An official victory would enable Lukashenka -- a former collective-farm manager who has ruled Belarus since 1994 -- to win a third term and remain in office for five more years.
Opposition leaders are claiming the vote was rigged and have called for new elections. Several thousand people massed in a central Minsk square yesterday to protest the results.
But while the huge margin of victory granted to Lukashenka by the preliminary results has raised some eyebrows, it is widely believed that he does enjoy enough support at home to have won a majority and avoided a runoff.
Many political observers say Lukashenka owes his popularity not only to intense propaganda, but also to Russia's robust economic aid, which has allowed him to raise pensions and salaries.
But why is Russia throwing its weight behind such a controversial figure as Lukashenka, who has been isolated by most Western leaders and branded a dictator by Washington?
Yevgeny Volk, director of the Heritage Foundation think tank in Moscow, says Russia's support reflects its fears of losing its closest ally in opposition to NATO's eastward expansion.
"From the point of view of the Russian political mentality, Belarus is a very important stronghold of resistance to NATO's eastward expansion, a containment of this NATO expansion that is often discussed in Russian political circles," Volk said. "In the Cold War paradigm that is still very present in Russian politics, Belarus plays an important role as a stronghold against NATO."
While the European Union today expressed its disapproval of the way in which the presidential election was conducted and said it would likely impose sanctions, Russia hailed the vote as free and fair.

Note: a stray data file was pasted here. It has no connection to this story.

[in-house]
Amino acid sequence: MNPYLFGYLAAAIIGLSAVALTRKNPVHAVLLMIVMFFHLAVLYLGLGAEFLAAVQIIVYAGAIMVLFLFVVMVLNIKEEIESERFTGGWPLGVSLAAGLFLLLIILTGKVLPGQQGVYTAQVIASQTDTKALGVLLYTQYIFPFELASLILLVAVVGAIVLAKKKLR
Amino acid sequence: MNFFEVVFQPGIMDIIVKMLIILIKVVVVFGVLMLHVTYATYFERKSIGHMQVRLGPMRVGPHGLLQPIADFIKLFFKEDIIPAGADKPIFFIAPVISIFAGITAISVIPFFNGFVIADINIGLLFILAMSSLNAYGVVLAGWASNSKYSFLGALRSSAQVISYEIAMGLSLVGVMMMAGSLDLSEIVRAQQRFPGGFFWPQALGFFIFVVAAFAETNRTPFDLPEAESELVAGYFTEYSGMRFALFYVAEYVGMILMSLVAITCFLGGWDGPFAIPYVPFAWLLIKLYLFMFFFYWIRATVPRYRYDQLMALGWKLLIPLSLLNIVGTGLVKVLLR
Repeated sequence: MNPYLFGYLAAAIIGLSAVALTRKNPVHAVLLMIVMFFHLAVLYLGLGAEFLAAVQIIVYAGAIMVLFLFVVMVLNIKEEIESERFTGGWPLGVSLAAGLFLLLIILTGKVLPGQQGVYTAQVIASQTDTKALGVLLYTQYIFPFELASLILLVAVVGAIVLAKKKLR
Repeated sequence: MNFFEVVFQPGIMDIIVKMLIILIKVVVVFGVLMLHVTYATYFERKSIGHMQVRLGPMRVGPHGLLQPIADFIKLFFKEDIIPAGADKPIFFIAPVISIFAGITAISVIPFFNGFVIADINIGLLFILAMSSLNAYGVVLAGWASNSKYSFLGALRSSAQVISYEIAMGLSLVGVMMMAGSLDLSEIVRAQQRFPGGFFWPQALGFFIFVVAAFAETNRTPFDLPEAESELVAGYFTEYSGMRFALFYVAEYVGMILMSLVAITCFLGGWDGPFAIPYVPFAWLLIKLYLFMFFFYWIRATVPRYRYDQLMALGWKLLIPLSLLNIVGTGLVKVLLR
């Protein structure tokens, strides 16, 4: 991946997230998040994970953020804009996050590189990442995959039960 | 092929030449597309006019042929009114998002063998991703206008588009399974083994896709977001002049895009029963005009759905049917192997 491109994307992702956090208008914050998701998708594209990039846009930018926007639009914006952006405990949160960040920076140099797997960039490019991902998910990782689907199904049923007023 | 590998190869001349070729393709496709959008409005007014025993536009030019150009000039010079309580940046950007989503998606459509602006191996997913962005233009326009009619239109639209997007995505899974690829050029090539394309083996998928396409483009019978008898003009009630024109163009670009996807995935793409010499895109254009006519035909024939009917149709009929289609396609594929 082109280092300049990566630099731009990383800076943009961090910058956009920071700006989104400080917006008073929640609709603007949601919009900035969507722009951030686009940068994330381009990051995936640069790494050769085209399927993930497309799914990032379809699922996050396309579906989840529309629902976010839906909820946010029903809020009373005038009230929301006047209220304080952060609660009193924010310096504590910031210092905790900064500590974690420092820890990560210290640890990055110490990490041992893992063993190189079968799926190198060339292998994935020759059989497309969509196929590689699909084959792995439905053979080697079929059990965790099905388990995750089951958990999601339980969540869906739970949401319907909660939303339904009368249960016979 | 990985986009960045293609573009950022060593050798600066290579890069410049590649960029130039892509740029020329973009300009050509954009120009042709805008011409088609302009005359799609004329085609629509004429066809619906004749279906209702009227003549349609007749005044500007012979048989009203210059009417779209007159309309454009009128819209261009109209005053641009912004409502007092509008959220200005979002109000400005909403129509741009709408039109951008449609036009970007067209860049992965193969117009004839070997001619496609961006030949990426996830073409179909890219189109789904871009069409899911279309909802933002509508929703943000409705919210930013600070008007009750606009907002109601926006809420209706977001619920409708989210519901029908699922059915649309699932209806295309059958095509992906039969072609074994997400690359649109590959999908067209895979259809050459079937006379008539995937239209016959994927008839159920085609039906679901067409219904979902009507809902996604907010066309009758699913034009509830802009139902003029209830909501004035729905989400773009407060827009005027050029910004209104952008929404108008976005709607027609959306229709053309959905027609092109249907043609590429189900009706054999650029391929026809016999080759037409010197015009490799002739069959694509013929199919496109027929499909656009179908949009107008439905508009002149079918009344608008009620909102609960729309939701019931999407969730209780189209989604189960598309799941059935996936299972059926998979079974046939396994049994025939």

Strategic interests aside, Russia has a number of reasons to back Lukashenka.
The Kremlin has been anxious to prevent a repetition of Ukraine's Orange Revolution, which swept the Western-leaning Viktor Yushchenko to power in 2005.
Some observers also say that by allowing Lukashenka to step into the limelight, Putin's regime hopes to deflect criticism of its own rights violations.
Economically, Russia's warm ties with Belarus may have helped the state-controlled Russian gas giant Gazprom to wrestle control of the Belarusian section of the Yamal-Europe pipeline from a reluctant Lukashenka last December. This pipeline carries 10 percent of Russian gas exports to Europe.
Strained But True
But Putin and Lukashenka have not always enjoyed a close relationship. While Russia and Belarus have long planned to join in a union state that would use the Russian ruble as its currency, Lukashenka was severely angered by a proposal Putin made in 2002 under which Belarus would virtually become a part of Russia.
Nevertheless, Heritage Foundation Director Volk says Moscow's support of Lukashenka is unlikely to falter in the future, provided the Belarusian president remains loyal to the Kremlin.
"This [support] will take place until a person is found in Belarus who, firstly, will be at least as loyal to the Kremlin as Lukashenka, and secondly will enjoy as much support from the population," Volk said. "So far, not a single politician has satisfied the Kremlin by meeting these criteria. There are people who can be supported by the population, but the Kremlin strongly fears that they will turn to the West like the Ukrainian government."
Other observers, however, say Moscow's backing of Lukashenka could tarnish Russia's image abroad and harm its ties with Western countries, particularly in the aftermath of yesterday's election.